This is the first time I’ve run the Oxford Half, an unplanned addition to my racing calendar after coming a cropper at the Maidenhead Half in early September.

Before the race

I gave myself a week’s rest prior to the race, after a bit of trial and error, I seem to do better on fresh legs. I used the Park&Ride and was at the race village in plenty of time. I had to pick up my race number, a painless process. In a sign of things to come, it was already raining quite heavily by now. After changing and donning the traditional pre-race thermal layer (ok ok, a black bin liner) I wandered around a bit then sought shelter in the beer tent! I was in good company, it was packed out with runners biding their time. I eventually had to brave the elements, heading out to get warmed up. A bit of jogging about, some dynamic stretches and a couple of sprints were enough to get the juices flowing.

The Start

The race village was about a 10 minute walk from the start zone so I schlepped over to arrive at about 9:15. The start zone was divided into several areas based on target times, pretty standard for the larger races. This was my second race using gels. At the Maidenhead Half in September I had three during the race at approximately 6, 12 and 17k. This time I had four gels, I scoffed the first one just before the start then planned a similar pattern for the rest. It’s hard to tell, but I think they do give me a boost over this distance. The start gun went on time at 9:30 and the start pens ahead of me drained pretty fast, I was across the line at 9:32:13.

First 10k

In theory, it should be a nice race, snaking as it does around the historic streets of Oxford, past ancient colleges, chapels, bookshops and the like. In practice, I didn’t see any of it. I didn’t see any of the race signage either. In fact, I could barely see the other runners! Not being equipped with windscreen wipers, my specs were either rain coated, steamed up or often both. It lashed it down the whole way. Large puddles were unavoidable and my running shoes were quickly sodden. It didn’t seem to matter. I planned to run negative splits as this approach has worked well for me the last few races. It’s often tricky to stick to the plan in the first km due to crowding but I had no such problems this time, there seemed to be plenty of room. In fact, for the first half of the race my issue was keeping a lid on my pace, my legs wanted to go faster than the plan so I was worried about having enough gas in the tank for the last quarter of the race. Having downed a gel at about 6.5k, I finished the first 10k in good shape, 41 seconds in credit compared to the plan.

oxford - first half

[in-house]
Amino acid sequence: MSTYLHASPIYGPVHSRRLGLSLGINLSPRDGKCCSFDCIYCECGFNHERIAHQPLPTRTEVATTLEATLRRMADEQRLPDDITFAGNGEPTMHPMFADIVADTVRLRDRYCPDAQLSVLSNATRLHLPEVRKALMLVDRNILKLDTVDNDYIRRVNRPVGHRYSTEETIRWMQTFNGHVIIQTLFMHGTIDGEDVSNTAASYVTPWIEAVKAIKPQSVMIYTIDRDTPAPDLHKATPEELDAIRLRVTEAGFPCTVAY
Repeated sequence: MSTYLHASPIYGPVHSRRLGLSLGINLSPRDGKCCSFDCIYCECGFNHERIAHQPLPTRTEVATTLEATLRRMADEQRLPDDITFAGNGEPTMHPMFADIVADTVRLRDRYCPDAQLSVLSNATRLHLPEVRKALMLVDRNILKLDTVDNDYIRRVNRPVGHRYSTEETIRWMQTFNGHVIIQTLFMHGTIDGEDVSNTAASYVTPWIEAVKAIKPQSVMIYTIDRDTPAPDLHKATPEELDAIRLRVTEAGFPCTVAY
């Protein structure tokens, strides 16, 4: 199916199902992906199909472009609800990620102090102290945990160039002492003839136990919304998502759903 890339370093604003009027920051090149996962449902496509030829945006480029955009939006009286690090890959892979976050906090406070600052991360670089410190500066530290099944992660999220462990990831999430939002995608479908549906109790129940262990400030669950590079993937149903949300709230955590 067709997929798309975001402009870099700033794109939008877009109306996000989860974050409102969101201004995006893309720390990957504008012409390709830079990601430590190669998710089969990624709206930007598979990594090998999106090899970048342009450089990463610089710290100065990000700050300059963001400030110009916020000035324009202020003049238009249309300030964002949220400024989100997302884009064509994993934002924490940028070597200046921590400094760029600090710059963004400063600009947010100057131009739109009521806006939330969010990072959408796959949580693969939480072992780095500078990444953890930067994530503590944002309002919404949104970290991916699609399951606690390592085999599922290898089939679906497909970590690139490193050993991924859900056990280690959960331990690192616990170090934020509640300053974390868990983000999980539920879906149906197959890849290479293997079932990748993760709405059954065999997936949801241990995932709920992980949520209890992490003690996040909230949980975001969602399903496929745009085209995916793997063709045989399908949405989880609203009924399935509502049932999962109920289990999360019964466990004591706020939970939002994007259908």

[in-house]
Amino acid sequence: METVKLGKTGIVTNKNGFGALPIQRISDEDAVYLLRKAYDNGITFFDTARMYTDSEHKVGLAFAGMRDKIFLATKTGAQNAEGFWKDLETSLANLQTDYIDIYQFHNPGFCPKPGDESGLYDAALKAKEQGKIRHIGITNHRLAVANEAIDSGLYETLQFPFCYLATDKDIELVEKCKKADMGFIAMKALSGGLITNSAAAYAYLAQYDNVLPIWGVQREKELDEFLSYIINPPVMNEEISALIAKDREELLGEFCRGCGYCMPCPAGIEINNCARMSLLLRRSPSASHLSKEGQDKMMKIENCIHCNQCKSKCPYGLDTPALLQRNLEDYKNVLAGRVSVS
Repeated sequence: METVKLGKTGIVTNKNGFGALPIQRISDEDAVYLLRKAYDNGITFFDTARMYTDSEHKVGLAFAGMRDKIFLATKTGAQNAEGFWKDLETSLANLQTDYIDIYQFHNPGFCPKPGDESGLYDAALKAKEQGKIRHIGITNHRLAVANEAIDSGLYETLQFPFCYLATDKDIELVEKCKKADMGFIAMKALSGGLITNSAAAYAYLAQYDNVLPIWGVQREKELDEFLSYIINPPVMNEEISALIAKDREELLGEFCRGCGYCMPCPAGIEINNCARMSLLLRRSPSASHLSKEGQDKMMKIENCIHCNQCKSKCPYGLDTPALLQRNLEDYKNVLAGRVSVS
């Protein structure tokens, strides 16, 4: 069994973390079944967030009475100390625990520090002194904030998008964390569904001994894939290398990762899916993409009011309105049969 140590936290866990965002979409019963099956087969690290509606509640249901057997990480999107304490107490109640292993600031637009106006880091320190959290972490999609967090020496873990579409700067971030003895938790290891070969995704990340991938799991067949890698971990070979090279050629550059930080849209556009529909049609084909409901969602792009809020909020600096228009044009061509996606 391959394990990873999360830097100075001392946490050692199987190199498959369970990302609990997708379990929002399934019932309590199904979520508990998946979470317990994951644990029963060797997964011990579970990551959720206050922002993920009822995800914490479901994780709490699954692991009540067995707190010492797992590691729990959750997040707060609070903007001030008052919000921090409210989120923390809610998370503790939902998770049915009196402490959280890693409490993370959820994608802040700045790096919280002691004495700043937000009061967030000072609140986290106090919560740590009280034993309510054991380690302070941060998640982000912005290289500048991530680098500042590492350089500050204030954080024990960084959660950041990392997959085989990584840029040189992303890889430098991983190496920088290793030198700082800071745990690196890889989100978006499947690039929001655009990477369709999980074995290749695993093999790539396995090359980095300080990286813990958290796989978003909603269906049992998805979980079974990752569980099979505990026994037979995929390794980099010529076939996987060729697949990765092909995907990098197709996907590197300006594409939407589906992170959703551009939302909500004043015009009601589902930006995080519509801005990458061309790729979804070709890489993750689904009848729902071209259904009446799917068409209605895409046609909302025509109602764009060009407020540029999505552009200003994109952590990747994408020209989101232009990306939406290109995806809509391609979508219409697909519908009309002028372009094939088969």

Next 10k

As the stretch from KM 5 to 13, all planned at 4:45, came to an end, I was still feeling strong. At Maidenhead, this was the point in the race where the wheels started to come off. No sign of any difficulties here, my breathing was under control and my legs were still obeying instructions. After dropping a gel at 13km and another at 18km, I managed to stay fairly on track for the next section, KM 14 to KM 19, all planned at 4:40. The slight increase in pace was not overly troubling. I remember thinking at the KM18 mark that I just needed to turn in sub 5 minute pace for the rest to be sure of beating my goal of 1:40. That seemed very achievable and while KM 19 and 20 were a little over the plan I still came out 40 seconds to the good overall.

oxford - second half

Final stretch

It’s not quite true to say I strolled the final 1.2km, but certainly it didn’t feel like much of a strain. I was breathing more heavily, but in control and still strong in the leg department. I had set myself what felt like a fairly aggressive pace target of 4:30 for the last couple of km but KM 21 came in just under that and the final dash for the finish, the final couple of hundred metres, was done at 4:05 pace, better than 5k race pace for me.

A strong finish to a strong race, my official chip time coming in at 1:39:15. I broke the 1:40 barrier and also shaved more than three and half minutes off my distance PB.

oxford chip time

Just outside the top 10% overall, just outside the top 20% for men, and just inside the top 15% for men of my age category. Not bad!

The contrast to Maidenhead is quite stark. My hydration needs were likely a lot lower due to the lower temperatures and cloud cover, but I stayed on top of it and also took on some electrolytes, courtesy of some Nuun mixture at a couple of the water stations. No doubt the extra four or five weeks of training helped too! I’m very happy with the result and have seen the benefits of sticking to a sensible strategy for both training and on the day.

I am happy with my cadence as well, pretty consistent throughout, nudging towards 180 as I picked up the pace towards the end.

My focus is shifting to longer distances now, but after such a good race, I am left wondering if 1:35 is an achievable goal for me at half marathon distance. In theory, the training plan I have followed is good for between 1:30 and 1:45, so it should be possible. Maybe, maybe….

How is your running going?

I’ll be back soon with news and thoughts on the training plan for the Brighton Marathon.